- Dialogue can build the basis for reconciliation by addressing societal issues such as respect for human rights, and for addressing broader issues such as corruption and combating organized crime.
- Stable dialogue can lay the basis for refugee and internally displaced people (IDP) return.
C.11.3.1. Sierra Leone: Peace dividends of the Private Sector Forum
A donor-led post-conflict diagnostic study on the investment climate revealed some of the fissures and sensitivities within the government. The solution design (action planning) phase discovered that the focus on economic reforms through the removal of administrative barriers to
investment could be a useful tool for bridging these gaps, by turning the process into a multi-ministerial-led project. To this end, the project established an Inter-Ministerial Subcommittee, led by the Minister of Trade and Industry, which unanimously endorsed the implementation plan.
Additionally, it became clear during the diagnostic phase that the private sector was not unified in the push for reform, and that it tended to be divided along ethnic lines. Again,
during the action planning process, these disparate groups began to work together, actually culminating in the creation of an ad-hoc business forum. Maintenance of this dialogue was critical to the success of the reforms, therefore the Sierra Leone Business Forum was formed. Led by the Minister of Trade and Industry, it became a key source for designing and implementing the investment climate action plan.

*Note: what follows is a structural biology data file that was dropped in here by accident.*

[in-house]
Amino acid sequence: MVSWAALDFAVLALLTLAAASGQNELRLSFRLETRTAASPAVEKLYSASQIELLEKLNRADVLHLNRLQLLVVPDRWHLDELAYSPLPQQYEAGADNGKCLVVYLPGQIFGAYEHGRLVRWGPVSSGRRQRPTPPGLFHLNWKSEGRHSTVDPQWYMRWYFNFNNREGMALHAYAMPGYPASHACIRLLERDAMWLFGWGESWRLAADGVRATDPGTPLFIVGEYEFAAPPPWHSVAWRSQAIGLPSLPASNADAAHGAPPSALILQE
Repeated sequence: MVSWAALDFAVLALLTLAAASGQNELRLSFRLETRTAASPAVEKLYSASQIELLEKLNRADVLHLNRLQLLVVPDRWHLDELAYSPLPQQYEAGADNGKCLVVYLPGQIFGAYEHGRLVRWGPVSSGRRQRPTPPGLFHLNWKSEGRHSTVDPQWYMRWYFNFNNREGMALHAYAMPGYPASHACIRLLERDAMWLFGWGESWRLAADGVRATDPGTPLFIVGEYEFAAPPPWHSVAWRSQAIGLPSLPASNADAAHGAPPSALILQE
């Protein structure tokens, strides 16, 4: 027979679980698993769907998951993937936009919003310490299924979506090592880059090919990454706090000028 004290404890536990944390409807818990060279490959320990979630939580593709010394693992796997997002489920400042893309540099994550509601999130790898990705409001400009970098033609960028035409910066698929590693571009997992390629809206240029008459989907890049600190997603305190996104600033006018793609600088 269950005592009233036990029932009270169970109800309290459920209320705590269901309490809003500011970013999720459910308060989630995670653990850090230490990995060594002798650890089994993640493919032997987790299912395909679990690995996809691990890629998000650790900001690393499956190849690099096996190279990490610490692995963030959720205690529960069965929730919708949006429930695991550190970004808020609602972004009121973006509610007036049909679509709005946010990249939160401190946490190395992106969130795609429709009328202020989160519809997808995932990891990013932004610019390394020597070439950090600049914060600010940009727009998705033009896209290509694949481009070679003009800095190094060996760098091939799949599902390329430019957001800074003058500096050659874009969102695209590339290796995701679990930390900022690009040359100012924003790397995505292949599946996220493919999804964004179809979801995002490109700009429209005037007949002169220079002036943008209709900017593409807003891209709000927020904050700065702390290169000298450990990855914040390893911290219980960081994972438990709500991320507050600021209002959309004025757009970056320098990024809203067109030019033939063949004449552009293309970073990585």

An interesting feature of the forum is that this nascent public-private group was designed to be a vehicle for dialogue not only between the government and the business community, but also between the different groups within the business community.
C.11.3.2. Liberia: The challenge of reconciling ethnic-based business associations
In 2006, three factors play against coordination of business associations: First, due to the extended conflict, most business associations had historically been entrenched in defending specific ethnic groups rather that investing time and resources in coordinated policy advocacy. Second, the hold of some business associations on large parts of the informal sector had created a vested interest in the status quo. Third, the opposition over the citizenship restrictions, land ownership, and liberianization act (excluding foreign ownership in 26 sectors of the economy) had caused bitterness on both sides.
The Foreign Investment Advisory Service (FIAS) of the IFC served as a neutral partner to bring together business advocates representing all the different ethnicities, a first since the end of the civil war. Discussion took place between the different parties on ways to organize better for being more effective vis-à-vis the government. All present avowed the ineffectiveness of their policy advocacy strategies and acknowledged that they had more issues in common than differences. They decided to unite forces in presenting reform proposals in a single voice. They demanded technical assistance in organizing themselves, as they recognized that past conflicts called for neutral coordination of the different groups rather that having one group taking the leadership in term of coordination and logistics. All associations also expressed the fear of possible retaliation from government officials if they came forward with reform proposals that would reduce or eliminate rent collection for such officials. Thus the idea of creating a new initiative, in parallel to the existing Chamber of Commerce was extremely appealing to all, as it gave all association the ability to “hide” behind a neutral brand so that individual associations or entrepreneurs could not get singled out.
C.11.3.3. Bosnia and Herzegovina: Bridging the constituency gap